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STOP PRESS: Verdict to be announced Thursday

Our judicial review – the first in the UK – took place in July and the wait for a verdict is almost over. This Thursday 13th October at 10 am at the High Court (Strand), we will find out just what Mr Justice Ousely  has to say about library closures in Brent in a ruling that could affect local councils across the country.

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Ruling postponed till October

The verdict for the Judicial Review has been postponed until October. This is good news as our libraries will remain open until then. We’re glad the judge is taking his time considering such an important issue.

As Wembley Matters blog explains:

As Brent Council promised to keep the libraries open until the decision this means that the Summer Reading Scheme should go ahead as normal at the six threatened libraries.  Bindmans the solicitors handling the case will have talks with Brent’s solicitors to ensure that no significant damage is done to the Brent library service in the meantime.

Meanwhile, we have reached a whopping £20,000 – two thirds of our fundraising target – in just a few month. keep coming to our events, tell your friends and help us save your library.

 

 

Brent Council in the Dock – day 3

As promised, here is a update on day 3 of the hearing which ended yesterday. You can read it on the BBC, or even the Belfast Telegraph.  Here is a fuller account of the arguments, courtesy of Benedicte Page at the Bookseller:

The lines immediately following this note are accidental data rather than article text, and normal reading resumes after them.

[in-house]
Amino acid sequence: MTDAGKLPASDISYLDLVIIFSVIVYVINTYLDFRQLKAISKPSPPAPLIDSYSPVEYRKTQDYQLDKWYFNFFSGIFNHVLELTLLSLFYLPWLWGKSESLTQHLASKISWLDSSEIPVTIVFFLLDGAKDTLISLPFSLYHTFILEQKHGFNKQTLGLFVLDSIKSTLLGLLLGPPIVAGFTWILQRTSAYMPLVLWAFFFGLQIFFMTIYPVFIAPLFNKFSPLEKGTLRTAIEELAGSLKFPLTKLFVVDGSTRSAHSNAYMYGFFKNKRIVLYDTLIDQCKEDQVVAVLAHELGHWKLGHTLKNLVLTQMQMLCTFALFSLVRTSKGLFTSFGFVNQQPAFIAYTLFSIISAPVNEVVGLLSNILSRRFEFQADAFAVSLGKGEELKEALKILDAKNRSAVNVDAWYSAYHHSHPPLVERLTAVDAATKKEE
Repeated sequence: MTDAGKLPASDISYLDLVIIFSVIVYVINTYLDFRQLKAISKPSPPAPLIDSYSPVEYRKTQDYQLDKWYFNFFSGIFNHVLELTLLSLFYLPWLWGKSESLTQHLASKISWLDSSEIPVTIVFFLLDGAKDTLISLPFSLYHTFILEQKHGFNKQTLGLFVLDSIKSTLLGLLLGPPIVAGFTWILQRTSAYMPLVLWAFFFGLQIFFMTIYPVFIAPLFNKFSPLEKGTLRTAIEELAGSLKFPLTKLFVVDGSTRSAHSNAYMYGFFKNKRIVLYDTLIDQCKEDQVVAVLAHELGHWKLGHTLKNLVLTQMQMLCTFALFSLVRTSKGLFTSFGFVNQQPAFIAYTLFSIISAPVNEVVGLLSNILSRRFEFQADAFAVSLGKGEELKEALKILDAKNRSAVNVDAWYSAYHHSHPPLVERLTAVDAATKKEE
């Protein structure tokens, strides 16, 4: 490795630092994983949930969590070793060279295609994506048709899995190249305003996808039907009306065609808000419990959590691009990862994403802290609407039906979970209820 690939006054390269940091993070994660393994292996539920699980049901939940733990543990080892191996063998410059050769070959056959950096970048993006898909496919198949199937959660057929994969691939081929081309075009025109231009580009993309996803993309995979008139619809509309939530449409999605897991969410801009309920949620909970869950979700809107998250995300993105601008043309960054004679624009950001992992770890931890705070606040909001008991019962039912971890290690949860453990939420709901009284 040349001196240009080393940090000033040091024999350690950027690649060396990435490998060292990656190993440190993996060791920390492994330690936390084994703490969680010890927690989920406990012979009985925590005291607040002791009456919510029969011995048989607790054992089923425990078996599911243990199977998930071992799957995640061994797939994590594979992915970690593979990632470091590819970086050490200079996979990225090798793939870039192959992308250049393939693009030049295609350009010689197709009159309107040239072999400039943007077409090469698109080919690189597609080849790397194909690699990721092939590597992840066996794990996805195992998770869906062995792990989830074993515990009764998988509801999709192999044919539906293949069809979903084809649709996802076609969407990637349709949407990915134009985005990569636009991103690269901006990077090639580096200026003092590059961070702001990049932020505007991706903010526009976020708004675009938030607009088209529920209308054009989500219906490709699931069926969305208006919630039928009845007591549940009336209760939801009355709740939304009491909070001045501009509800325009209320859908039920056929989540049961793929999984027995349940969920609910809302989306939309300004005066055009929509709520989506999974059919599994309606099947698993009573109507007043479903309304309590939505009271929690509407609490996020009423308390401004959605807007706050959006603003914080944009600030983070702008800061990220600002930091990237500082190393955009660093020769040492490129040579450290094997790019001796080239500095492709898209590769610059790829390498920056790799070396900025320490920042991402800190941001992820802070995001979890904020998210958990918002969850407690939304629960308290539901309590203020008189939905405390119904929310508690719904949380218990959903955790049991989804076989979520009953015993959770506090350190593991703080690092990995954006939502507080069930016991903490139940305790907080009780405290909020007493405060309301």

Judgement in the judicial review into Brent council’s proposed library closures may be given in August, the judge Mr Justice Ouseley said yesterday (21st July), on the concluding day of the High Court proceeding.

Earlier Elizabeth Laing QC, representing the council, had countered the argument made by the claimants’ lawyers that Brent had “closed its mind” to alternative proposals made by community groups for the running of the six libraries proposed for closure. Laing told the court correspondence between interested parties and the council showed “engagement between officers and groups on this process” and that proposals to run the service were assessed by officers in accordance with published criteria—”a robust, viable business case at no cost to the council.” But the proposals made had been “unrealistic”, the court heard.

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Brent Council in the Dock – Day 2 cont…

We’re actually coming to the end of day 3 now, the final day of the hearing. I will post an round up what happened today later on.

But in the meantime, you might be interested to hear what happened yesterday, on day 2 when we finished our bit and Brent began their defence.

Save Kensal Rise Library did an excellent write up on their site:

…for many watching, it was the arguments made about Brent’s inadequate consultation process and the failure to properly consider community proposals that really hit home, and some of these arguments seem to have resonated with the judge…

As did the venerable Elaine from ‘I spy in Queens Park’.